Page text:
An increasing number of U.S. mutual funds are beginning to penalize investors who try to time changes in market direction by fast trading in and out of funds.

More than 310 funds charge "redemption fees" to people who pull out their money within a month or up to one year after making an investment. That number has risen 50 percent since the end of 1997 and the total will continue to increase, company executives said.

Funds worry that the recent increase in short-term investing, buoyed by day-traders using the Internet, could bring a fast depletion of a fund's assets and upset its investment routine.

"We are considering redemption fees," said Terrence Dunne, director of marketing at Harris Associates LP, manager of the Oakmark mutual funds. "We're concerned about the day-trading of some of our funds, particularly our international funds."

Fund managers say redemption fees--typically 1 percent to 2 percent of the money withdrawn--help limit cash outflows that can force them to sell securities at unfavorable prices and simultaneously increase their trading costs. The fees are reinvested in the funds, as opposed to going to the fund management companies.

Invesco Funds Group Inc. in August will start charging redemption fees of 2 percent for several funds, including Invesco High Yield, to investors who pull out money in less than three months.

Charles Schwab & Co., the world's biggest Internet broker and the seller of more than 1,000 mutual funds, now requires that investors hold their fund shares for at least 180 days, up from 90 days before, if they want to avoid redemption fees. The fees are paid to San Francisco-based Schwab to cover administrative costs related to the transactions.

"We want to make sure people are buying mutual funds for the purpose they're designed, and that's longer-term investing," said Jeffrey Lyons, Schwab's senior vice president in mutual fund marketing. "Mutual funds aren't short-term trading vehicles for market-timers."

Skeptics doubt the redemption fees are large enough to scare away traders and say there's no foolproof way to quantify whether the fees help funds maintain their performance.

"The fees work to a limited degree, but when the markets are volatile, a 1 percentage point penalty isn't much of a deterrent when you think you're going to lose 20 percent of your money," said Russel Kinnel, a senior analyst at Morningstar Inc., an industry research firm.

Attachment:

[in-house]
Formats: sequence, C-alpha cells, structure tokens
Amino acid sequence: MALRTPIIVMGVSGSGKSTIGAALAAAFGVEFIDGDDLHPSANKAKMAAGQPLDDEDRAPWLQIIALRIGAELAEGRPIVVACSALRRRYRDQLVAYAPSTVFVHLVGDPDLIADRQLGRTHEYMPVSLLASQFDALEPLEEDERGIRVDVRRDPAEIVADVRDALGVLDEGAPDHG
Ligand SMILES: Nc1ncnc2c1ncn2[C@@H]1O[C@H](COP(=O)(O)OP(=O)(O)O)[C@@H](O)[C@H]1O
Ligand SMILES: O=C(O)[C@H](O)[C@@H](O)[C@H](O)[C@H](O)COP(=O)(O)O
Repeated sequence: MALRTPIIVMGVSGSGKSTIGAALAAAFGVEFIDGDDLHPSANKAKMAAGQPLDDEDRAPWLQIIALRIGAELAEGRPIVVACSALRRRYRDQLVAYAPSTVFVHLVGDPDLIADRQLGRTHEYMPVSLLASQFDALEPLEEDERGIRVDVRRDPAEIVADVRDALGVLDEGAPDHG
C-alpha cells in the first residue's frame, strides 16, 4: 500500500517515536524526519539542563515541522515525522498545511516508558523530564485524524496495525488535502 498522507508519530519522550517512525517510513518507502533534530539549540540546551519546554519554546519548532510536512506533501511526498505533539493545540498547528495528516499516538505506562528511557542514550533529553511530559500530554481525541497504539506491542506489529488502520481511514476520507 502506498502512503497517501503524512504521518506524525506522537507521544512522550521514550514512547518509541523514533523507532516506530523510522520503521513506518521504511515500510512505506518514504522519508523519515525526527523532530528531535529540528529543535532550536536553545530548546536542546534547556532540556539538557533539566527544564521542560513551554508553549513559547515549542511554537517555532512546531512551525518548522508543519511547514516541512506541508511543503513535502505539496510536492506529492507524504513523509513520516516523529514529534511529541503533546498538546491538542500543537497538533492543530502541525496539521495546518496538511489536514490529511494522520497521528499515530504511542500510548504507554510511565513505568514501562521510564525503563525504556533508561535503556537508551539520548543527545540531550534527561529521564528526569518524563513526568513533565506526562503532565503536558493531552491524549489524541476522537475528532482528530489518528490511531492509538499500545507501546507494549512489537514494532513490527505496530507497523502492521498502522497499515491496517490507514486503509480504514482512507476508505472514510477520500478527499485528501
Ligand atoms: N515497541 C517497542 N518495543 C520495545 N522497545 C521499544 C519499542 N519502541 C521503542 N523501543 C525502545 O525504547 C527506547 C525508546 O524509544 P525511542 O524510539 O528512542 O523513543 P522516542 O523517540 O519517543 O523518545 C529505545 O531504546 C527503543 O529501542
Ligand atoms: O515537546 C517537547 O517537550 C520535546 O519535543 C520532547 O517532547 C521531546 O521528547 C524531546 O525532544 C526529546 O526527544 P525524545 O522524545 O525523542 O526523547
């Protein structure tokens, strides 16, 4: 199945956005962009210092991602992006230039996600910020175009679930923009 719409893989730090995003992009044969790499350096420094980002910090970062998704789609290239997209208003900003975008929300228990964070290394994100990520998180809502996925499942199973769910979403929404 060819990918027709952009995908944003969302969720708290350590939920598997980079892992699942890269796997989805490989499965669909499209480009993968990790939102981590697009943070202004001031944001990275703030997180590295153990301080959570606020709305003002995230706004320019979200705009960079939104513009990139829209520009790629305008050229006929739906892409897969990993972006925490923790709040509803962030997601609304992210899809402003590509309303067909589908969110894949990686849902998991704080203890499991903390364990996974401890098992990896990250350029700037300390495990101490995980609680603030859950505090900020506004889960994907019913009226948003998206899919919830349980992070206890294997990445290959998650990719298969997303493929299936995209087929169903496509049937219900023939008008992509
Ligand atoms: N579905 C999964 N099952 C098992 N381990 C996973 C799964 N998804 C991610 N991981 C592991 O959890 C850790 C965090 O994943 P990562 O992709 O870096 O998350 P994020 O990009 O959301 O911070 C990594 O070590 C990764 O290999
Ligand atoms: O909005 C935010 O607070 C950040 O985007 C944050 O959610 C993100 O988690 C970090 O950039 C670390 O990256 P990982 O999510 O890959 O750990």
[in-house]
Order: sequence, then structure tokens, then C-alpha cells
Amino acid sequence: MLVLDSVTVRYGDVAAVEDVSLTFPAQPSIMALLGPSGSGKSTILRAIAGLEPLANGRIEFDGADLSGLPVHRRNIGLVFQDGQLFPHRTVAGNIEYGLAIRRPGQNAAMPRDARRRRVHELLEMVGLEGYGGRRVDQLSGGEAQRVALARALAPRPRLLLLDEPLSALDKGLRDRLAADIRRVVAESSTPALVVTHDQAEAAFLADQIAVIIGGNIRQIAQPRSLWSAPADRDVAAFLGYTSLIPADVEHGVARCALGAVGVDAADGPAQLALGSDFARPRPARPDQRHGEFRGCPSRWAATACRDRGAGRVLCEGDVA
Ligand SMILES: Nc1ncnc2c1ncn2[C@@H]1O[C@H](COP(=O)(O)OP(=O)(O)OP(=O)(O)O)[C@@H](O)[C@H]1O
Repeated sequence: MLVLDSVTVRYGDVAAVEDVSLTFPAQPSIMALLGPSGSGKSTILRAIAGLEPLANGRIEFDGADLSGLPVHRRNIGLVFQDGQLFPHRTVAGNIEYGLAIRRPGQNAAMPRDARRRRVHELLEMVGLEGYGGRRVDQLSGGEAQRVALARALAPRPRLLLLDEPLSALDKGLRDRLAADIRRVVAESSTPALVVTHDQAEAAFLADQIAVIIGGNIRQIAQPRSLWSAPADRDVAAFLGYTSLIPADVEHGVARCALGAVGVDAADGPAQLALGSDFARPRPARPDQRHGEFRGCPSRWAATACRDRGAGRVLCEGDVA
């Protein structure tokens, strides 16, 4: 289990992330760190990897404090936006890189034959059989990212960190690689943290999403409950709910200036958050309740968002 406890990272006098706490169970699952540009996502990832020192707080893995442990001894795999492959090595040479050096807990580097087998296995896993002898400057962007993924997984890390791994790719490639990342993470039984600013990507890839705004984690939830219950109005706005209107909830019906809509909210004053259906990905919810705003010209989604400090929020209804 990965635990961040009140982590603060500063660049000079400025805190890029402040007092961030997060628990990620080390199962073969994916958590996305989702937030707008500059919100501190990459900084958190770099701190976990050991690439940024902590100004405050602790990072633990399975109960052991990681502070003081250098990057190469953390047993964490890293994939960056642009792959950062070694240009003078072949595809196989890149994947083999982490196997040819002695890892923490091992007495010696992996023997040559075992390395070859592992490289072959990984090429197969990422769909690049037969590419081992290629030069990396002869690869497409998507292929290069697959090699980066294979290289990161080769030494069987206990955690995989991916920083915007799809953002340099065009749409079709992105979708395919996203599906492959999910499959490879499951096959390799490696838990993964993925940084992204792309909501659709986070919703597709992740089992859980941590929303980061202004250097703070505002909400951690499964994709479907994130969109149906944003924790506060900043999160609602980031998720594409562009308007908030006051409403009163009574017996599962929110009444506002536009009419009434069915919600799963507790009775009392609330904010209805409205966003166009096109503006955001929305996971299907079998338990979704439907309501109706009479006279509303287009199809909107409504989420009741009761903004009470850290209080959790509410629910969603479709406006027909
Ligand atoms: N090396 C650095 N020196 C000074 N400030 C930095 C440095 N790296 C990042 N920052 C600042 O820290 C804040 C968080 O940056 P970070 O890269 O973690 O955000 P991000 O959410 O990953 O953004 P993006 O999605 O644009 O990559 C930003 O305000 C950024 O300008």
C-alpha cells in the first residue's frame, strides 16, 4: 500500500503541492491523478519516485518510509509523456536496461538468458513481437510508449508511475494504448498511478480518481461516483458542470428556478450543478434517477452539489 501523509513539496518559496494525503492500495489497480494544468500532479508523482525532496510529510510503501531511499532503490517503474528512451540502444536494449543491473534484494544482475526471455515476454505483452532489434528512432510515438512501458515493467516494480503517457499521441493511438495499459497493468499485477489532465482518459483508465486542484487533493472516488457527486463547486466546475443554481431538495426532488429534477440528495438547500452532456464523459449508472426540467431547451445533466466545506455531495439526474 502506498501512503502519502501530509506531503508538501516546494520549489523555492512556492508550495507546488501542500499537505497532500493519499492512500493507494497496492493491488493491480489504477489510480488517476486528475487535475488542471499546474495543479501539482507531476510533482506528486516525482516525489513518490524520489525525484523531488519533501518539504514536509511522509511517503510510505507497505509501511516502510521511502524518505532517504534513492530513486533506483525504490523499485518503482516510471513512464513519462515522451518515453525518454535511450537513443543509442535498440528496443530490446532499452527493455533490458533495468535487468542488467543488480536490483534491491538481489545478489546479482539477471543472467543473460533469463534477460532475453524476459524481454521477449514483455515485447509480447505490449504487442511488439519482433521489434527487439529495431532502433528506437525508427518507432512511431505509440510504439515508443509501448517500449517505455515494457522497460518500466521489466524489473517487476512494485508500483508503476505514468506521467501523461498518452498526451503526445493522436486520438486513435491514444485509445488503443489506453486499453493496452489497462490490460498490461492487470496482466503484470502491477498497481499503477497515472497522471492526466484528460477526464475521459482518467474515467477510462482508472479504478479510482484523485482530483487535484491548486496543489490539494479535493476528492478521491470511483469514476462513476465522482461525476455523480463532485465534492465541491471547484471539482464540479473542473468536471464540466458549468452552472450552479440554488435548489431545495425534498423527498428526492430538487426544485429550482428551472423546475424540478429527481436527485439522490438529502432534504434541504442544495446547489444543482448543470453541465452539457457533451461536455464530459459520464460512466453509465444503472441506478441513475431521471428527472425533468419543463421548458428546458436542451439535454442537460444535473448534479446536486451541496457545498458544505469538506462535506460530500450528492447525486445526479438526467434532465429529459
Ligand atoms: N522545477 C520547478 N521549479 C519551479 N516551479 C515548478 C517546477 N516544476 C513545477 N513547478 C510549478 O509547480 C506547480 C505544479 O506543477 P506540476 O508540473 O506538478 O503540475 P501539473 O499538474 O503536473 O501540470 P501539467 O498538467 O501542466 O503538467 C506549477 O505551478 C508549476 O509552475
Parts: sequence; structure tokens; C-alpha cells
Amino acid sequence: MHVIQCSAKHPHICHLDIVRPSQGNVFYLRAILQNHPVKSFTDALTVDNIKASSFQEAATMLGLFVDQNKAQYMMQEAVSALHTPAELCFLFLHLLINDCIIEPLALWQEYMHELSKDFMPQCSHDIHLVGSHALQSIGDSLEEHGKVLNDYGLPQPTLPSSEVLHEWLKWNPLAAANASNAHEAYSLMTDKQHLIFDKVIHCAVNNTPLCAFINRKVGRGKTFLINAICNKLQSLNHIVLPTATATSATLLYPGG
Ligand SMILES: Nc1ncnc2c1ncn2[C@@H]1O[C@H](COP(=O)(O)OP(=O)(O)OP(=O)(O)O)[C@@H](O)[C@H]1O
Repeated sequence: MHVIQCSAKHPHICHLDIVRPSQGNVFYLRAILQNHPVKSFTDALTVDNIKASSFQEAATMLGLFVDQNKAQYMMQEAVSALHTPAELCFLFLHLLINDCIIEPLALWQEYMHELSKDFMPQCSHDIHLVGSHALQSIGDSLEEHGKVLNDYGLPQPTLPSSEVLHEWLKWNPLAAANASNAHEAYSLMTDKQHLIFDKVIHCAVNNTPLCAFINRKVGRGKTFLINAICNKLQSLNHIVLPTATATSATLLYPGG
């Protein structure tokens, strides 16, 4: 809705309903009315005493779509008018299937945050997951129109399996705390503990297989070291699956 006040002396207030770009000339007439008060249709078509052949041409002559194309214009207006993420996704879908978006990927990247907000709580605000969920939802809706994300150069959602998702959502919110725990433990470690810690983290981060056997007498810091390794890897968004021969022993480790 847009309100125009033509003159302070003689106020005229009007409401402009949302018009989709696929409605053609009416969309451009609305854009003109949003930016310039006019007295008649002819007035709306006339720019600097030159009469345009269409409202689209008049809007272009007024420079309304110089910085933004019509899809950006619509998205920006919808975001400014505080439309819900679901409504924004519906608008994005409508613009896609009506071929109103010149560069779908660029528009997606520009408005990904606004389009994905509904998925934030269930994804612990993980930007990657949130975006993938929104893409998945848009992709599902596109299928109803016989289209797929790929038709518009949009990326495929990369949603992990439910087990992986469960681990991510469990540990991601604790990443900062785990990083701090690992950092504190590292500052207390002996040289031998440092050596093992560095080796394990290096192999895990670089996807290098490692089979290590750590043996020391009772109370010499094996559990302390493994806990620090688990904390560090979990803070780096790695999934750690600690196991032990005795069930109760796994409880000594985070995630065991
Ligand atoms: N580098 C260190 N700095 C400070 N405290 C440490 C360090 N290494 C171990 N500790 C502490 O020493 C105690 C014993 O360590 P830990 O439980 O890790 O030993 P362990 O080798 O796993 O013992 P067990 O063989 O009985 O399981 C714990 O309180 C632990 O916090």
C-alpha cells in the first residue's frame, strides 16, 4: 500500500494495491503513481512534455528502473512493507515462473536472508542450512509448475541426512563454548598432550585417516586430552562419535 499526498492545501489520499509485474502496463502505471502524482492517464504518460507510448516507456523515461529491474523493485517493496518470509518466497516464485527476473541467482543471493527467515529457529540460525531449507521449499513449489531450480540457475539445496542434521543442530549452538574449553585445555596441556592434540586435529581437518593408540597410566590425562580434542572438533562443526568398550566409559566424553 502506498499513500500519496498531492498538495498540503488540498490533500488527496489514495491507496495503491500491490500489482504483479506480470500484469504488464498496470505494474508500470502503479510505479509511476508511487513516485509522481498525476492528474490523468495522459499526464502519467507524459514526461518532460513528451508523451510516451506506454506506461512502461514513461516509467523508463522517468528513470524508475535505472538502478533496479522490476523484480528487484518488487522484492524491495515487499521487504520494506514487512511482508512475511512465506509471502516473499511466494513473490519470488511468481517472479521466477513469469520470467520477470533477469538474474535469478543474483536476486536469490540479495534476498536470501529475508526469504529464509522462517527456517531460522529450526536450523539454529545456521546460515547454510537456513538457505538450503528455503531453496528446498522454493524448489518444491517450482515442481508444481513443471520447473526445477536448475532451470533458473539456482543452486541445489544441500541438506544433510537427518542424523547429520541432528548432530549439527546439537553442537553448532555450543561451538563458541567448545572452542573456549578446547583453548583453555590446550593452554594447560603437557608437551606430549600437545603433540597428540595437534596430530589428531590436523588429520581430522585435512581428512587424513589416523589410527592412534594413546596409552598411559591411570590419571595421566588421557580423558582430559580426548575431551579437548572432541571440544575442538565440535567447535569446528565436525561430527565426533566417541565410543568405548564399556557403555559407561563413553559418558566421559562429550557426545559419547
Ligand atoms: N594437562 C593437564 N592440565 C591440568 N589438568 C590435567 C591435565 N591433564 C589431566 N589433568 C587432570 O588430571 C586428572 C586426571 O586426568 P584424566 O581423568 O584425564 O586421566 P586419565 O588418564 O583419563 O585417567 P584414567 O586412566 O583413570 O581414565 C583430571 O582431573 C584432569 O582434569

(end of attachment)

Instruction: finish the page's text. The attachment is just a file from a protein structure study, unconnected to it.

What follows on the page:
The fees that are most effective are those that exceed 1 percent of assets and are designed to keep investors in the funds for longer than a year, Kinnel said.

If the fees don't discourage speculators, at least they will help cover the costs of in-and-out trading, the funds say. Of the $3.27 trillion invested in stock funds, 1 percent is in the hands of investors with short-term trading goals, according to Strategic Insight LLC, an industry research and consulting firm. One percent doesn't seem like much, but it means that $33 billion is moving around and some funds could get hit hard by redemptions.

Fidelity, the biggest U.S. fund company, was among the first to use redemption fees starting in the late 1980s. Today, Fidelity charges redemption fees for 77 of the firm's 166 retail mutual funds.

"We've found the fees do a good job covering the costs associated with short-term trades," said Jessica Johnson, a spokeswoman at Fidelity Investments.

Boston-based Fidelity, for instance, said its Small Cap Selector Fund raised $882,960 in redemption fees during the fiscal year ended April 30, 1998, to help offset the trading costs caused by the shareholder withdrawals.

Vanguard Group, the second-biggest fund company after Fidelity Investments, uses several policies to limit short-term trading. The company has redemption fees on about a dozen funds that range from 1 percent to 2 percent of what's withdrawn.

The company doesn't allow investors to exchange shares from one of its 20 index funds to another over the telephone. Investors must instead put their exchange requests in writing. Vanguard also limits exchanges in the same fund to two per year and the exchanges can't occur within a 30-day period.

Vanguard allows investors to sell shares over the phone but keeps a watch out for speculators.

"We monitor the trading activity of our shareholders and we'll issue warnings when the activity is deemed excessive," said John Woerth, a Vanguard spokesman.

Vanguard has even closed the accounts of some fast-trading customers. "We have on occasion decided against accepting investments from some individuals," Woerth said.